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Sustainable Innovation

Force4Good: At the heart of the local community

Force4Good: At the heart of the local community
Published: June 20, 2017
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Simon Rayner, owner of the Hare and Hounds at Bowland Bridge, and Force4Good collaborator

The Hare and Hounds is a gorgeous 17th-century inn, located in the picturesque village of Bowland Bridge, not far from Windermere in the Lake District. It’s a ‘proper pub’, where locals can pop in for a pint, and is the centre of the local community. Think exposed brick, flagstones, a wood-burning stove, a modern British menu for lunch and dinner, and four cosy guest bedrooms. Under the ownership of Simon and his business partner Andrew Black since August 2021, the pub has flourished and enjoyed regular write-ups in The Times, The Guardian and The Mail on Sunday.  

I meet Simon at his home, not too far from the pub, and I immediately feel like I really am in the heart of the Lakes. So much so, that my satnav gets confused (and I lost!), and I have to pull over to ask a local farmer for directions. When I finally arrive, Simon greets me at the gate, and I fall in love with the farm where he lives. Sat at the table in the gorgeous farmhouse kitchen with a cup of tea, we talk all things pub, the Lakes, and sustainability… 

force 4 good

What do you love most about the Lakes?  

Simon grew up in the Lake District and spent his childhood in the area around Windermere. Having moved away to live in London for 20 years, he felt the pull to come back to the local area. The 'pull', he describes, was mainly about the people. "I have such a warmth for this area, it's so beautiful and we have an amazing opportunity to become leaders (in sustainability) and to break some boundaries." Simon goes on to say, “It's an amazingly open-minded community, and we get everyone coming into the pub, from local farmers to businessmen from London. It's a real melting pot of mindsets."  

On the topic of his favourite places, there are a few he speaks of: “I love my farm, and Gummers How is my favourite walk. It takes minimal effort, with maximum reward. The view is just amazing. We are also so lucky with the pubs and restaurants we have in this area. I love Homeground, The Lake Road Kitchen and The Brown Horse.”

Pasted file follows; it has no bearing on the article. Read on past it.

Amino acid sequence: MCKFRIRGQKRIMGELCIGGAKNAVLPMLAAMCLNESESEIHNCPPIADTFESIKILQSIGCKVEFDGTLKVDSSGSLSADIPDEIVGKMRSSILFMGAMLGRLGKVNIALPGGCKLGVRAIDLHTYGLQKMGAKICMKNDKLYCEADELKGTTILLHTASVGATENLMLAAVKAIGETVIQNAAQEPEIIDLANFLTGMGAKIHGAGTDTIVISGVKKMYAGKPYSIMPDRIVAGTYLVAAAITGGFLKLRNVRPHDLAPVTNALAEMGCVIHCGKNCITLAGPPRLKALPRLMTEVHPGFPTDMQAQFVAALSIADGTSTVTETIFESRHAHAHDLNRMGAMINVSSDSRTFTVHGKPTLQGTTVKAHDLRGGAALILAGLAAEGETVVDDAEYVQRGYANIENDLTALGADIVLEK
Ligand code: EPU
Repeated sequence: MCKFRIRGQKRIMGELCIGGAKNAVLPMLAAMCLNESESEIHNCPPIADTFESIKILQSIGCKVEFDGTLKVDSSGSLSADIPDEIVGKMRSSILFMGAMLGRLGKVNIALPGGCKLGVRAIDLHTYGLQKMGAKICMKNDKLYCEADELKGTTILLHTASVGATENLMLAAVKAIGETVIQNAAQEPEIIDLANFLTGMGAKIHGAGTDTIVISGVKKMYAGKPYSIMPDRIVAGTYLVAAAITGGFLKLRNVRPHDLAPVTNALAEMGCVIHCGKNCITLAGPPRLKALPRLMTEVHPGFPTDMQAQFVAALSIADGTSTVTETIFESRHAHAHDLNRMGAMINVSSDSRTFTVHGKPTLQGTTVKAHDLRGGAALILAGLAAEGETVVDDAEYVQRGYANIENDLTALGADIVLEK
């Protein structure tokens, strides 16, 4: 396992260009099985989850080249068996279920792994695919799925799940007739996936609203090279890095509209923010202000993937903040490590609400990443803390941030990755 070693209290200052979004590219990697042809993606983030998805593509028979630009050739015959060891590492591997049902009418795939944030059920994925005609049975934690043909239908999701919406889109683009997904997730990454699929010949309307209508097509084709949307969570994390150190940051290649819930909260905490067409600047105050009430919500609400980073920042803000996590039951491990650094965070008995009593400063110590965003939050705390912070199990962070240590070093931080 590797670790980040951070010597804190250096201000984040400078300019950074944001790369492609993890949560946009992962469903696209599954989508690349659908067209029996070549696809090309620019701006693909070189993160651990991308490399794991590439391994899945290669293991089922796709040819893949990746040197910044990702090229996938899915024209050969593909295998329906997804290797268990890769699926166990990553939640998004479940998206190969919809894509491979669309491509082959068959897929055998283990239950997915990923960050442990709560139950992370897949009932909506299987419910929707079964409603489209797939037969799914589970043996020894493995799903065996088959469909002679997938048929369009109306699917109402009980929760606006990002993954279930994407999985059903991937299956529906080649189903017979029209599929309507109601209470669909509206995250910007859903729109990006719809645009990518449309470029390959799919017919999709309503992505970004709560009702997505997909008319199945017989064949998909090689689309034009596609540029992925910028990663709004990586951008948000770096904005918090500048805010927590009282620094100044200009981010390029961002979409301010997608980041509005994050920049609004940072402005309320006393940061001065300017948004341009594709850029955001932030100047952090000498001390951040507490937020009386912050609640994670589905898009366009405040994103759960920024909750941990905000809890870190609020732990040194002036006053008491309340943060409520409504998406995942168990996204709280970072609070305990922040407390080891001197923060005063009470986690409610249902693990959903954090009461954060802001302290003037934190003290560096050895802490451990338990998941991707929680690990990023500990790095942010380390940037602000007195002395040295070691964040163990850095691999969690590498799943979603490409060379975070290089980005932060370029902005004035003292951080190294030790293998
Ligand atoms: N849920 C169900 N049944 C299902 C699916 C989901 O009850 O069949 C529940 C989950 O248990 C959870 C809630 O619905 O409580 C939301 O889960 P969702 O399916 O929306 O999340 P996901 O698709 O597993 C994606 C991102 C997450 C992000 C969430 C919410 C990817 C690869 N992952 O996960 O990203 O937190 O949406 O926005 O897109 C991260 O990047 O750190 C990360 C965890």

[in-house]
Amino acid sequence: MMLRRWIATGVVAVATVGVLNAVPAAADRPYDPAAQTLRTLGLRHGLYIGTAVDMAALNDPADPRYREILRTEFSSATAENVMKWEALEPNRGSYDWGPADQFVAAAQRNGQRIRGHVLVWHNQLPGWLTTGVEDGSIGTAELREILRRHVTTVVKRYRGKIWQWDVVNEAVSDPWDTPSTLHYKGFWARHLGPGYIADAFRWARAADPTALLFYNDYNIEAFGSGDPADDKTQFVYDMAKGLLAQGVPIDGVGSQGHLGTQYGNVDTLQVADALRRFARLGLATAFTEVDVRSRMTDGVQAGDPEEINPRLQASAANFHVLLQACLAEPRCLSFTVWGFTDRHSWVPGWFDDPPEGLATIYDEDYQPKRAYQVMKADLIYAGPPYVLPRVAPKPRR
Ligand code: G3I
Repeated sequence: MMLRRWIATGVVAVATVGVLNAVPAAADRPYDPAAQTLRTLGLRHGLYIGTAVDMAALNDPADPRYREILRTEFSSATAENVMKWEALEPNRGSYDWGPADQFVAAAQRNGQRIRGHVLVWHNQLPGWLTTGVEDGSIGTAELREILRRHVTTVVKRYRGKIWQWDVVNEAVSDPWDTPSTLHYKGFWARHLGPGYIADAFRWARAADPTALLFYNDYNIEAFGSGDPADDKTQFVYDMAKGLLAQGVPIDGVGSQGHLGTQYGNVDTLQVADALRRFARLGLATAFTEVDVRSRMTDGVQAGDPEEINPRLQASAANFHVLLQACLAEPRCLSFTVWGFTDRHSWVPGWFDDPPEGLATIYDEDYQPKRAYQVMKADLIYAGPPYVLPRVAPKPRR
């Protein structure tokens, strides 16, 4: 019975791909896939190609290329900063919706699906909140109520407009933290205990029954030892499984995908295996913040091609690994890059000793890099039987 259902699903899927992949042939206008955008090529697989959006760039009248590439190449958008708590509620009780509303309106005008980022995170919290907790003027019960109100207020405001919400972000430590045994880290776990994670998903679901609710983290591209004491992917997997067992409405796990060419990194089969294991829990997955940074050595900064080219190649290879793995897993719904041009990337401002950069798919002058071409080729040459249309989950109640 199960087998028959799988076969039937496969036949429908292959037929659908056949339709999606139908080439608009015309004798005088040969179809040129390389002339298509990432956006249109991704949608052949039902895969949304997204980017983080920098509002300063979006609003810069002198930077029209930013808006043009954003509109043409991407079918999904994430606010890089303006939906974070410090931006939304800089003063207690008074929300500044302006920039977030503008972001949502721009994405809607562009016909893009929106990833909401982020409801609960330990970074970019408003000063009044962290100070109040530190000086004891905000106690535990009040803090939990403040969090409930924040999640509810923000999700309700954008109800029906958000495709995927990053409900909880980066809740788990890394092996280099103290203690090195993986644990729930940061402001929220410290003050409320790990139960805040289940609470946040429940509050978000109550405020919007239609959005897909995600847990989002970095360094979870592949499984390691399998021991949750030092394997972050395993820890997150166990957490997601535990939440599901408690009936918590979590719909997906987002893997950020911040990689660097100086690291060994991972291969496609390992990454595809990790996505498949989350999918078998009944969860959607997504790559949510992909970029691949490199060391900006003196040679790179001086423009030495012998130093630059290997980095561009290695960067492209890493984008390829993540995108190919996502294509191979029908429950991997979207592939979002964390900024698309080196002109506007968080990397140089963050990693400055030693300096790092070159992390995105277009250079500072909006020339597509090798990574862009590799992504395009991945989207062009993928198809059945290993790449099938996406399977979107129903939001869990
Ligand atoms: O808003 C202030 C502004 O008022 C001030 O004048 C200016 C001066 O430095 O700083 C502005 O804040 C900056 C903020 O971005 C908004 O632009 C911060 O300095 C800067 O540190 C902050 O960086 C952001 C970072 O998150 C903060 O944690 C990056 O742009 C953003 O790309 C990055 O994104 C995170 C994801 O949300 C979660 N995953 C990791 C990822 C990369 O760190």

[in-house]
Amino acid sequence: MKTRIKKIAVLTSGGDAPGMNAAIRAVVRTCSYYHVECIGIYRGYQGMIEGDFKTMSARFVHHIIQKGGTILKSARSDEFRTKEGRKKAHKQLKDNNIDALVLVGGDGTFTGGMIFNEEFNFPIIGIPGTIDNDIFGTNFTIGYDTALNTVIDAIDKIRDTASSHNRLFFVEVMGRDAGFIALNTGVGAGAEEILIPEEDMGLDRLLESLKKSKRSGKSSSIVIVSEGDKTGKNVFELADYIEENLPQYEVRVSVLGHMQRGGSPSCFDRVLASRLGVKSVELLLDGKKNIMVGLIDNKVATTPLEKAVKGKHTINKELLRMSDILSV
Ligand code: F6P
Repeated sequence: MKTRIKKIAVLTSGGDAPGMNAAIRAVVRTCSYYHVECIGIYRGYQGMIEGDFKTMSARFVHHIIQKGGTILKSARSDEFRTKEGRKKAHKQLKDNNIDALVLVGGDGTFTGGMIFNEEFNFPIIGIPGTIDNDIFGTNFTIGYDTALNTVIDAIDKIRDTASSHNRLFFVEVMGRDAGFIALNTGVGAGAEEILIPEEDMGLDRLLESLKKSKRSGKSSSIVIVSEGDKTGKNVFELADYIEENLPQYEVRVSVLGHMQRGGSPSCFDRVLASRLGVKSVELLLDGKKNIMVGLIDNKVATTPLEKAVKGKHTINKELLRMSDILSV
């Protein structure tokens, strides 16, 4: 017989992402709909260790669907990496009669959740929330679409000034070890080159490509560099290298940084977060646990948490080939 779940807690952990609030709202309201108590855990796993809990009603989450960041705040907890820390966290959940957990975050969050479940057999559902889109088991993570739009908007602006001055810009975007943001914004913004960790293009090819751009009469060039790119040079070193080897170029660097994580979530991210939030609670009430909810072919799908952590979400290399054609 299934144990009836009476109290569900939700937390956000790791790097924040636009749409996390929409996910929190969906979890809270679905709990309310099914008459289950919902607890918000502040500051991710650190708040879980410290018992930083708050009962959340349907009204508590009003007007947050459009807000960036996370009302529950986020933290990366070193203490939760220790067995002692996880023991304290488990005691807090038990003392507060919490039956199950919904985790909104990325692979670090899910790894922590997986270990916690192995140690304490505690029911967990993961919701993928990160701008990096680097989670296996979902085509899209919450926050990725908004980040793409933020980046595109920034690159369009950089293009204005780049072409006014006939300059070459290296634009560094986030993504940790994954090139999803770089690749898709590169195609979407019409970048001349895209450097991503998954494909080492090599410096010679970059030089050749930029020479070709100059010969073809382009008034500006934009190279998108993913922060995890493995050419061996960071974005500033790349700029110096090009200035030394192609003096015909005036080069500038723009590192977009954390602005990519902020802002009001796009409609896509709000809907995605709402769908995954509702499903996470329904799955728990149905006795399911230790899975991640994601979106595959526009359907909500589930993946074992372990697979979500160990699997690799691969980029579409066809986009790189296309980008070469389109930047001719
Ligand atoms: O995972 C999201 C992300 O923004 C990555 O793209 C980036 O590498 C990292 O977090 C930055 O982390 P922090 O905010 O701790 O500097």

What is your favourite memory in the Lakes? 

“My favourite memory is when I was about 15 years old. We had an amazing summer, and would just go and camp down by the lake, making the most of the outdoors, just sitting and looking at the view.” He continues to paint an idyllic picture: “I just had the best childhood. I was able to go off horse-riding and exploring. It was very carefree.” Talking of his two-year-old daughter, he says, “raising a child here is brilliant.” 

Tell me the story of becoming the Hare and Hound’s newest proprietor?

“It has always been my dream to own a pub as I love people. Historically, people have gone into the hospitality industry as a stopgap, but now more and more are seeing hospitality as a career. I enquired with the owners of the Hare and Hounds a while ago, but nothing really happened. It’s literally around the corner from my house and I’ve known the pub for years, however, it never really seemed to reach its full potential under some of the past owners. 

Then the owners got back in touch. I had a ‘throw caution to the wind’ moment and agreed to buy it with my business partner, Andrew. After the lockdown, people wanted to see a community centre again. We have breathed new life back into the place.” At the time of buying the pub, Simon was working in London, leading media campaigns for Paramount Pictures and Gordon Ramsay. 

On the topic of sustainability, what is your key focus?  

“There is a lot of waste in the hospitality industry, and we are constantly looking for solutions around this. It’s important to me that we look at new ways of not using single-use plastic such as reusing bottles and using glass and tin where possible. We also pick flowers from the garden to cut down on carbon emissions from flying them in from overseas, use local suppliers and seasonal produce, and buy really good quality meat. There is a big difference between what’s perceived to be sustainable, and what truly is sustainable. It is hard, but we are moving into a time where everyone should naturally be moving into sustainability… everything that we are doing has a sustainable focus." When asked what his key message to others would be, he describes himself as “a big champion of businesses that are sustainable. We just need to make better choices as people”.  

force 4 good

What excites you about the future?

“I would really love my house and business to be completely off-grid, and for us to generate our own heat and light. My dream is to have a smallholding next to the pub, and to be truly self-sufficient.” With the war in Ukraine and the rising cost of living at the forefront of our minds, Simon also mentions the trepidation he feels around this right now, but beyond that, he is excited about the possibility of generating power. “We’ve all got to think about the choices we make, such as thinking of ways of generating your own power. Imagine the impact that will have both financially and environmentally. The government are looking at more sustainable ways of creating alternative energy, but let’s do more ourselves and see what we can do working together as a local community.” 

He also talks about his excitement about the future of the Lake District. “The pandemic has given us an amazing opportunity with bringing more visitors to the area, and I’m looking forward to seeing what develops around here. It has so much to give, and I’m looking forward to it becoming more diverse.”